Pope signs up to Big Bang theory! So a recent headline goes. Others were more restrained, reporting that in addressing the Pontifical Academy of Sciences he said that the Big Bang is compatible with the Catholic Church’s teaching on creation. Belief in both is possible. He also saw no problem with believing in a creator God and the theory of evolution.
Why should this be news? The Vatican has had an astronomical observatory at Castel Gandolpho (above the Papal summer residence) since 1789 , staffed by Jesuit priests who also work at the sharp end of academic astronomy up a mountain in Arizona. The first theoretical suggestion of the Big Bang as a theory of origin of the universe came from a Belgian catholic priest, Fr Georges Lemaitre, in 1927. Saying that the big bang is the best account of the creation of the universe and that evolution was God’s way of bring life into being is nothing new for Popes: Pius XII and John Paul II signed up to this.
Pope Francis was more concerned to say that “When we read about creation in Genesis, we run the risk of imagining God was a magician, with a magic wand able to do everything. But that is not so”. That is more interesting: God cannot do everything!
God has given the permission for this amazing universe to come into being and with a mechanism that produces free, self-aware, moral beings – me and you. He has set in motion a universe that is able to create itself. Our blood contains hydrogen that was created in the Big Bang 13.7 billion years ago and iron that was formed by the explosion of primary stars many million years ago. We are indeed star dust. And Francis is quite right: God cannot wave a magic wand. Not having given us a self-creating universe. He also waits to see what his creation will reveal. We are fearfully and wonderfully formed.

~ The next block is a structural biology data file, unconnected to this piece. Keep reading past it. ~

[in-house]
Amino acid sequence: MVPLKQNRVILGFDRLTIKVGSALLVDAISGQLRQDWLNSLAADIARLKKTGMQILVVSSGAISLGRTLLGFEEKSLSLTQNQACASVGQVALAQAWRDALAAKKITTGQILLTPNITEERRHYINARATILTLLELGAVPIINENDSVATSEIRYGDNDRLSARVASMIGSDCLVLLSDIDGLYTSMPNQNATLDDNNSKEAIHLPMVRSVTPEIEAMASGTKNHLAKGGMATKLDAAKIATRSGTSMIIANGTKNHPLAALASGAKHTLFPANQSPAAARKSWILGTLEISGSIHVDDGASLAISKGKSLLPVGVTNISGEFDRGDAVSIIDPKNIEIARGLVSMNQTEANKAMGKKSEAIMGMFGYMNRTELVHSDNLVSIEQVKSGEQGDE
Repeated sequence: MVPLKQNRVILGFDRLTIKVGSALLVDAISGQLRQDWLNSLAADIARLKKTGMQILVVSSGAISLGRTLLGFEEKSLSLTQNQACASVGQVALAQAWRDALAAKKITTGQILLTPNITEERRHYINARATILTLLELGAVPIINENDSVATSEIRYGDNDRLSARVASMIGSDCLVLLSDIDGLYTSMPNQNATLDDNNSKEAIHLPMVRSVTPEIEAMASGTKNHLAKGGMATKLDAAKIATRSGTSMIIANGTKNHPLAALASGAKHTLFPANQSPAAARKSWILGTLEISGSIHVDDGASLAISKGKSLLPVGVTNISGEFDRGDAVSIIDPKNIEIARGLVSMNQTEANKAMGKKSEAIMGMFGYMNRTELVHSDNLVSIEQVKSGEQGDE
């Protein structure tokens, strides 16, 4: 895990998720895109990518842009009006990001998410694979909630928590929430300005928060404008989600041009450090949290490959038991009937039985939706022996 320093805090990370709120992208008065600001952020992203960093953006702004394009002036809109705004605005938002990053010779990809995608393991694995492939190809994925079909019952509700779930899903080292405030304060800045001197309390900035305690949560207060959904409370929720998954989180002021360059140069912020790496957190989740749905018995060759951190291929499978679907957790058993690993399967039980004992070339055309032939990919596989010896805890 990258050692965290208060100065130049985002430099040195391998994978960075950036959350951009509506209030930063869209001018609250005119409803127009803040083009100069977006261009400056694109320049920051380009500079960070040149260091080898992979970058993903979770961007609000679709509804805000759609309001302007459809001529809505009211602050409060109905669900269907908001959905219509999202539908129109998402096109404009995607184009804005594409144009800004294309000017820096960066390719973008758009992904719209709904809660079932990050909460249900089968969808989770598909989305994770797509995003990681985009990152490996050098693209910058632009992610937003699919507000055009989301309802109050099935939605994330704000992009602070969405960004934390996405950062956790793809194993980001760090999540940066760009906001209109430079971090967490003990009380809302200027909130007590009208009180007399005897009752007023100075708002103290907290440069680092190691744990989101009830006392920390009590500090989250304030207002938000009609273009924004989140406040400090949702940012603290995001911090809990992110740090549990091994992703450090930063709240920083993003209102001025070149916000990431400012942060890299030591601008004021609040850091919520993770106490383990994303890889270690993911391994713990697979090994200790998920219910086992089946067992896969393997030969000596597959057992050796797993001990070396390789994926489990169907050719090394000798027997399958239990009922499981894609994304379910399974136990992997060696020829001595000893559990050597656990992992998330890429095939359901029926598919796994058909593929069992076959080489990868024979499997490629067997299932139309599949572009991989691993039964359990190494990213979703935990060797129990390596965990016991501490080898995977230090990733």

The Revd Canon Dr Mike Parsons, Priest in Charge for St Oswald Coney Hill with St Aldate, Gloucester
I have always acknowledged when watching the news or attending a Remembrance Sunday service how grateful I am to those who have and continue to give their lives in the service of their country. they’re very brave and are doing something I just cannot possibly imagine myself ever being capable of doing. But despite acknowledging this and being hugely respectful to all those servicemen and women, their sacrifice had never really made an emotional impact upon me. Not until I find myself with a brother-in-law in the armed services.
The parliamentary vote a couple of weeks ago to support bombing in Iraq had a very real impact on me, and as the results of the vote were announced I sat there with the creeping dread that this could mean another 6 months for his poor fiance being on her own, another missed Christmas, and more worried phone calls between family checking that they’d heard from him. I know this all sounds very trivial by comparison to the bigger picture that he will no doubt play a brave part in, but its these familiar everyday things which make the emotional difference.
This year, with the huge amount of coverage about WW1 making clear the sheer scale of people lost to the conflict, it made me realise how lucky we are that so few of us have to do the day to day worrying about servicemen and women being away. 100 years ago virtually EVERY family would have been waiting for news about fathers, brothers, cousins or friends, and the nature of the conflict meant that far too many received bad news. You only have to see the pictures of the extraordinary display of poppies at the Tower of London to be struck by the sickening thought of all those people lost.